Plasma Biomarkers of Neuropathogenesis in Hospitalized Patients With COVID-19 and Those With Postacute Sequelae of SARS-CoV-2 Infection
Neurology Neuroimmunology & Neuroinflammation | March 7, 2022
Hanson BA, Visvabharathy L, Ali ST, Kang AK, Patel TR, Clark JR, Lim PH, Orban ZS, Hwang SS, Mattoon D, Batra A, Liotta EM and Koralnik IJ
Neurology Neuroimmunology & Neuroinflammation. 2022;9
Background and Objectives
Although patients hospitalized with COVID-19 frequently present with encephalopathy, those with mild initial COVID-19 disease who never required hospitalization also often develop neurologic symptoms as part of postacute sequelae of severe acute respiratory coronavirus type 2 (SARS-CoV-2) infection (neuro-PASC). The pathogenic mechanisms of COVID-19 encephalopathy and neuro-PASC are unknown. We sought to establish biochemical evidence of CNS injury in those patients and their association with neuropsychiatric manifestations and SARS-CoV-2 antigenemia.
We recruited hospitalized, posthospitalized, and nonhospitalized patients with confirmed diagnosis of COVID-19 with neurologic symptoms in addition to healthy control (HC) subjects. Plasma neurofilament light chain (pNfL), plasma glial fibrillary acidic protein (pGFAP), and plasma SARS-CoV-2 Nucleocapsid antigen (pN Ag) were measured by HD-X Simoa analyzer (Quanterix) and compared with neuropsychiatric symptoms, patient-reported quality-of-life measures, and standardized cognitive assessments. Neuroglial scores (pGFAP/pNfL) were calculated to estimate the relative contribution of astroglial and neuronal involvement.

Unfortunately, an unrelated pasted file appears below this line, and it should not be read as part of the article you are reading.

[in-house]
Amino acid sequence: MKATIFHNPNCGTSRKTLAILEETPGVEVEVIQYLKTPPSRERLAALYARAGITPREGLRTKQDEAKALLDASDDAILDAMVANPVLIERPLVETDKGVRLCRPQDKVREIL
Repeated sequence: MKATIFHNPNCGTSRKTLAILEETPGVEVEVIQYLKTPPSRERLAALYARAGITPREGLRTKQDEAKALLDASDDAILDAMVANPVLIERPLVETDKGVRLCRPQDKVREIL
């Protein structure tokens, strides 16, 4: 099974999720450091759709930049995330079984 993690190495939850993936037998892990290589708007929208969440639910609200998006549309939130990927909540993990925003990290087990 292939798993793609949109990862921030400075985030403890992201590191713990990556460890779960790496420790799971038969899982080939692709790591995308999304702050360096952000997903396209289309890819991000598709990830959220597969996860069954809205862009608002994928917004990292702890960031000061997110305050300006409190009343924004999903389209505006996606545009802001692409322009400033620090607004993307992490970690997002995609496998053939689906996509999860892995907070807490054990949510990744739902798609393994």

We enrolled a total of 64 study participants, including 9 hospitalized patients with COVID-19 encephalopathy (CE), 9 posthospitalization neuro-PASC (PNP) patients, 38 nonhospitalized neuro-PASC (NNP) patients, and 8 HC subjects. Patients with CE were older, had higher pNfL and pGFAP concentrations, and more frequent pN Ag detection than all neuro-PASC groups. PNP and NNP patients exhibited similar PASC symptoms, decreased quality-of-life measures, and cognitive dysfunction, and 1 of the 38 (2.6%) NNP patients had pN Ag detectable 3 weeks postsymptoms onset. Patients with neuro-PASC presenting with anxiety/depression had higher neuroglial scores, which were correlated with increased anxiety on quality-of-life measures.
pNfL, pGFAP, and pN Ag measurements indicate neuronal dysfunction and systemic involvement in hospitalized COVID-19 patients with encephalopathy. Detection of SARS-CoV-2 N Ag in blood 3 weeks after symptoms onset in a nonhospitalized patient suggests that prolonged antigenic stimulation, or possibly latent infection, may occur. Anxiety was associated with evidence of astroglial activation in patients with neuro-PASC. These data shed new light on SARS-Cov-2 neuropathogenesis and demonstrate the value of plasma biomarkers across the COVID-19 disease spectrum.
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